Offspring born to women with gestational diabetes, having been exposed to both hyperglycemia and hyperinsulinemia from exogenous insulin, demonstrate either increased fetal weight, or small birth weights if insulin -resistance develops. Leptin from placenta of diabetic mothers may also cross to the fetus, impacting neural pathways through its neurotropic effects and plausibly regulating energy homeostasis. Gestational weight gain is also found to be directly associated not only with the birth weight of the offspring, but also their risk for obesity in childhood and adolescence.

Maternal parity may play a role in subsequent adiposity, as offspring of primiparous mothers although smaller appear to deposit more adipose tissue than those born to multiparous mothers. Suggestions have been made that this may be due to accelerated loss of brown adipose tissue-specific UCP1 and decreased metabolism, or a resetting of the leptin and glucocorticoid axis within the adipocyte. From animal studies it appears that increased maternal age may also contribute to increased fat deposition in the offspring. In animals, post-natal factors can overcome genetic predisposition to obesity. Post-natal nutrition and the nutrients and hormones in breast milk are modifiable factors that may impact future obesity risk. Maternal diet is a primary determinant of milk composition. Feeding dams a high fat diet in association with maternal obesity have an additive effect on increasing weight and promoting hypertension and hyperglycemia in the offspring as they reach adulthood. The amount of milk consumed and the composition of the milk affect development of obesity in later life. Studies are needed to understand if similar consequences occur in humans.

The gut microbiome plays an important role in regulating fat storage and predisposition to obesity. Alterations of the gut microbiome are associated with obesity and responsive to weight loss. Studies have shown that gut microbes play an important role in metabolism and fat storage. There is evidence that diet modification, such as reduction of fat intake, may affect the gut microbiota in multiple pathways increasing metabolism and reducing obesity. Restoration of the gut microbiota to a healthy state may improve conditions associated with obesity and help maintain a healthy weight.

Maternal care is known to have direct effects on gene expression and stress pathways. Maternal pre- and post-natal stressors, both psychosocial and physical, may impact neuro-endocrine pathways that cause changes, related both to metabolism and the stress response, that carry on to adulthood.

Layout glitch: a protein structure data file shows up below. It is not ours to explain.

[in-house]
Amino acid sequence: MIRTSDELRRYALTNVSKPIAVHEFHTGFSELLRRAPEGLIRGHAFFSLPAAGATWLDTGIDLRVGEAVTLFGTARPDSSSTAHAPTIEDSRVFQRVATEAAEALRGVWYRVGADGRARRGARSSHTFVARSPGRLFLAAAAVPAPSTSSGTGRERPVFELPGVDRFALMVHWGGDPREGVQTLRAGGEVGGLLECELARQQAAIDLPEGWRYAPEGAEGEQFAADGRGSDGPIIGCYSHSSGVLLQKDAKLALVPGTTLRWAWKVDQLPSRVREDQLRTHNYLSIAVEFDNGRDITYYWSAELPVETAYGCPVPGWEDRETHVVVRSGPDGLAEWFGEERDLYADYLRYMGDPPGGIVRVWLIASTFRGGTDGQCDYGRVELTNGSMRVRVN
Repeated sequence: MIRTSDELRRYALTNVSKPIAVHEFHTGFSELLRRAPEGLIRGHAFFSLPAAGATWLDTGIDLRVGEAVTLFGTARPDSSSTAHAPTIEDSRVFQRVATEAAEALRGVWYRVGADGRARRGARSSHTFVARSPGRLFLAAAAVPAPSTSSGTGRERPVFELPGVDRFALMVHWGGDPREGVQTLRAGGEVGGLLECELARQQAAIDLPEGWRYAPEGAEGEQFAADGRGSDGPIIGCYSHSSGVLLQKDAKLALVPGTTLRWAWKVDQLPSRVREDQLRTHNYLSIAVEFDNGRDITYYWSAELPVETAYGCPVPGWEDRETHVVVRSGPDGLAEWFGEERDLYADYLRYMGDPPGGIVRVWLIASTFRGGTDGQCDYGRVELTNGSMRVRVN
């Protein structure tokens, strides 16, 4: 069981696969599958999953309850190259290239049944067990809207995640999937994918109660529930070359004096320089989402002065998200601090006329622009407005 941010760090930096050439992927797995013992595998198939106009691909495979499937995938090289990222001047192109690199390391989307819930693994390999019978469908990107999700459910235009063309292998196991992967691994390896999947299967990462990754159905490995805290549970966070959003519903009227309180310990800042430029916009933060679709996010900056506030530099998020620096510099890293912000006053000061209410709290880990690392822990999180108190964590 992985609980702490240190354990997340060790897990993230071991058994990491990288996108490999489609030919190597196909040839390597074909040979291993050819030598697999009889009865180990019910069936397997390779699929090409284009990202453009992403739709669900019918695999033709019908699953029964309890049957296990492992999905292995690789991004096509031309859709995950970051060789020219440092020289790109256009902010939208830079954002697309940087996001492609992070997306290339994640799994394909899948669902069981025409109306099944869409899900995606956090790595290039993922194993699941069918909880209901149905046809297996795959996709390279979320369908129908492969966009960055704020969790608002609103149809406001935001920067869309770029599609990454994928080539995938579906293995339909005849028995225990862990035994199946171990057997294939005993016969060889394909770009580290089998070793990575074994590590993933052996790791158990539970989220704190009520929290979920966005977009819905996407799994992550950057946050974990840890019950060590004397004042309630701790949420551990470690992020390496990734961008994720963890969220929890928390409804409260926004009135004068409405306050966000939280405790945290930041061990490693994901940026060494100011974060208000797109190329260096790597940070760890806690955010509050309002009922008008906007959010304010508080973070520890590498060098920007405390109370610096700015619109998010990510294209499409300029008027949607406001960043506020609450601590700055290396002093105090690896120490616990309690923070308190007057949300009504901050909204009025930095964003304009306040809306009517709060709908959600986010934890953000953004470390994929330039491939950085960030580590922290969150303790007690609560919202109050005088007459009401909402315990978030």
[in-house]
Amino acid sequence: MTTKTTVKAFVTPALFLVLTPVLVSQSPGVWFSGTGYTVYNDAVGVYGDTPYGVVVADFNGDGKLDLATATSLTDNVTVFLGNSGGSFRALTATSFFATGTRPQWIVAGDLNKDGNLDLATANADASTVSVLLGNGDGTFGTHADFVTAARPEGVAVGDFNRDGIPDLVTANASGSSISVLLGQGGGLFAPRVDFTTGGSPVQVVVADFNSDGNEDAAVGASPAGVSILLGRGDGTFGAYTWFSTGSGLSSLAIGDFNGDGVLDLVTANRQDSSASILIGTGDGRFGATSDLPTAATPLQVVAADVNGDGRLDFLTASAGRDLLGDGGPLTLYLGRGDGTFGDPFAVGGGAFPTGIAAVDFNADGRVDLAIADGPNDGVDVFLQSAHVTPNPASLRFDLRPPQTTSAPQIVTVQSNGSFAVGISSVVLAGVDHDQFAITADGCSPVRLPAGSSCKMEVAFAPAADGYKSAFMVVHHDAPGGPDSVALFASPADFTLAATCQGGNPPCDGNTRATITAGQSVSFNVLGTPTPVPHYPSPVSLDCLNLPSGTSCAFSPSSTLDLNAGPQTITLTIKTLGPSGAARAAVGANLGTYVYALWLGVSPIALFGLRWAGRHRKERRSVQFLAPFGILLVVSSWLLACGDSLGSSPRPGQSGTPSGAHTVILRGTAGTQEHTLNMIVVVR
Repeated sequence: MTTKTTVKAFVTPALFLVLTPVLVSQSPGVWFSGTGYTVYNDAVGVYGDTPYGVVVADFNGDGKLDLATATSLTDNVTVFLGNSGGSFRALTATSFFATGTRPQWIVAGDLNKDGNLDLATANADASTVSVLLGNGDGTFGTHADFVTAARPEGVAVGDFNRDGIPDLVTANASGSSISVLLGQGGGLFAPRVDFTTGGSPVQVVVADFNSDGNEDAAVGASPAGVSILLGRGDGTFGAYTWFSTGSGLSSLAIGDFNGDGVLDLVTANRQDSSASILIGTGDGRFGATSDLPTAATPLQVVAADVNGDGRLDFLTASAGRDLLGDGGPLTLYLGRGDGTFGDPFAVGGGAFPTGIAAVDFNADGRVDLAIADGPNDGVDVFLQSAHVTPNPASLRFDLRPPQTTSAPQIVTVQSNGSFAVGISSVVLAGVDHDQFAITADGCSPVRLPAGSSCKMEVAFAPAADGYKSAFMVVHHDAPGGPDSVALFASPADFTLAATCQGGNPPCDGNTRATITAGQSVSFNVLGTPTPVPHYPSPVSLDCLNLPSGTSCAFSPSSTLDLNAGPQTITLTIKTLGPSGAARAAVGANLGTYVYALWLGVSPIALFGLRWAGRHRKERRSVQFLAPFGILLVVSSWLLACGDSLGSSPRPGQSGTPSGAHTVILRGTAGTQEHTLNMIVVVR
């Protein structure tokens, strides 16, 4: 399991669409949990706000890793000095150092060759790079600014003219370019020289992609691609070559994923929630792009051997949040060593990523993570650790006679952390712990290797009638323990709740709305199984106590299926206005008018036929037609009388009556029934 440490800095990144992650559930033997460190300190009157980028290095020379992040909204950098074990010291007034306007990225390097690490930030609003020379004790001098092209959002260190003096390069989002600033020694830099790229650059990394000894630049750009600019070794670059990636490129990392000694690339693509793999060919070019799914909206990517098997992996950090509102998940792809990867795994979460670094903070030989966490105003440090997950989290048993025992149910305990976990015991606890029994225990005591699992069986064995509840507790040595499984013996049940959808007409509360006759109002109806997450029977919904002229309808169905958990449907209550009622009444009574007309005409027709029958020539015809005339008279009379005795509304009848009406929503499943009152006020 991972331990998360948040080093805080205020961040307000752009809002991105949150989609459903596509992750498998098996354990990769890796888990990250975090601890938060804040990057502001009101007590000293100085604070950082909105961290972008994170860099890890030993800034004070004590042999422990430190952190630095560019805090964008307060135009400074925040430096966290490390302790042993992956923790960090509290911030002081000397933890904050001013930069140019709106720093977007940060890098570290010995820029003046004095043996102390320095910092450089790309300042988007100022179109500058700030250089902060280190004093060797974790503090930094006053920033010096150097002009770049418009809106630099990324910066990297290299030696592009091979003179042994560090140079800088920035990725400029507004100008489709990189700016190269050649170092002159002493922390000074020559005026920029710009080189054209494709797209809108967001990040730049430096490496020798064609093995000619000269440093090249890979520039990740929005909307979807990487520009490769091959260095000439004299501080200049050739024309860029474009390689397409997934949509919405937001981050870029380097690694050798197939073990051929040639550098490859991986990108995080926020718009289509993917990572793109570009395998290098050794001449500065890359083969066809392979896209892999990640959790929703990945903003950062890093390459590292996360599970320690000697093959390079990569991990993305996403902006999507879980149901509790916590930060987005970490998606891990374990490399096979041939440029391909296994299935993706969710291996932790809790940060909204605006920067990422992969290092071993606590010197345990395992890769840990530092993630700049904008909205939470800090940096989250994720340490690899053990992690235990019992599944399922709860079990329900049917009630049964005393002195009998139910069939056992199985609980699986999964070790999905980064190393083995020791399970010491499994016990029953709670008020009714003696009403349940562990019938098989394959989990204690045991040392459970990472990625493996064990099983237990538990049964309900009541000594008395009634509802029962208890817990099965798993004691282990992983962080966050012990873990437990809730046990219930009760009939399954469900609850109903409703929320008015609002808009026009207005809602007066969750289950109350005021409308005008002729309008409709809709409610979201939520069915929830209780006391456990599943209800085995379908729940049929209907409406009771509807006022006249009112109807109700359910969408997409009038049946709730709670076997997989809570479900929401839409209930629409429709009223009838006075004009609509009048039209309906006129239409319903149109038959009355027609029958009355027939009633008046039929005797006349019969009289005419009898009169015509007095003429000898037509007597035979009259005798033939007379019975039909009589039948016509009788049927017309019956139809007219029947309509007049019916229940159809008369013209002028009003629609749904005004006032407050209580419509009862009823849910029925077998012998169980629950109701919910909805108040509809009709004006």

Reports indicate that there is a dose-dependent association between maternal smoking during pregnancy and childhood obesity. Many aspects of the maternal lifestyle also appear to be related to childhood obesity, such as sleep duration. Prevalence of childhood obesity is reported to be lower among mothers who slept more than 8 hours during early pregnancy. Women who slept less than 6 hours a night had longer labors and were more likely to have cesarean deliveries.

Other post-natal factors such as neonatal feeding practices, breastfeeding initiation and duration, ambient temperature at rearing, vitamin supplementation can be modified to optimize the perinatal environment. Healthy practices during this period may help to ensure appropriate metabolic responses of the both offspring and mother, thus preventing obesity and promoting health in both.

Identifying modifiable factors during pregnancy and the immediate post-partum period, and implementing health promotive strategies that achieve primal, primary and secondary prevention of obesity, reduction of risks for adverse events and improvement of health outcomes for mother, infants and children are the focus of this FOA.

Examples of projects considered to be appropriate to this announcement include but are not limited to those that:

  • Identify components of the maternal diet, caloric levels of nutrient supply, timing of nutritional restriction/ excess during gestation and lactation, or combinations thereof, which predispose towards development of obesity in the mother postpartum and the offspring during development.
  • Explore the effects of supplementation with dietary micronutrients, such as vitamins related to methionine and DNA methylation (e.g. folic acid, vit B6) on food intake and/or energy expenditure of the mother and the child, maternal and newborn outcomes, and post-partum weight gain.
  • Assess interventions that target modifiable factors in the maternal pre- and post-natal environment which may modulate genetic susceptibility to obesity. These factors may include psychosocial stressors, maternal behaviors such as smoking, alcohol or substance abuse, exposure to infectious and pharmacological agents, management of co-morbidities, sleep habits, timing and patterns of infant feeding, and child rearing practices.
  • Describe preventive health practices that may override obesity-predisposing non- modifiable factors such as birth order, ethnicity, age and parity.
  • Examine the effects of pre-pregnancy obesity on maternal outcomes (e.g., gestational diabetes, pre-eclampsia, complications of labor and delivery), type of delivery (e.g., vaginal and cesarean section), the delivery experience (hospital and home deliveries), and newborn infant outcomes (e.g., prematurity, low birth weight, large for gestational age, birth defects).
  • Define effective and safe prenatal weight- reduction goals for pre-pregnant obese and non-obese women to prevent excessive gestational weight gain
  • Describe the impact of weight reduction techniques known to be effective in non-pregnant women, such as nutritional interventions and physical activity, on maternal outcomes.
  • Develop and test strategies to promote the delivery of healthy infants born to obese women

These suggested areas of research are not listed in any priority and are not to be viewed as an exhaustive or exclusive list. This FOA is not intended to support epidemiological studies on the incidence or prevalence of obesity. Studies using animal models would not be considered appropriate to this announcement.

Deadlines:  standard dates and standard AIDS dates apply


Filed Under: Funding Opportunities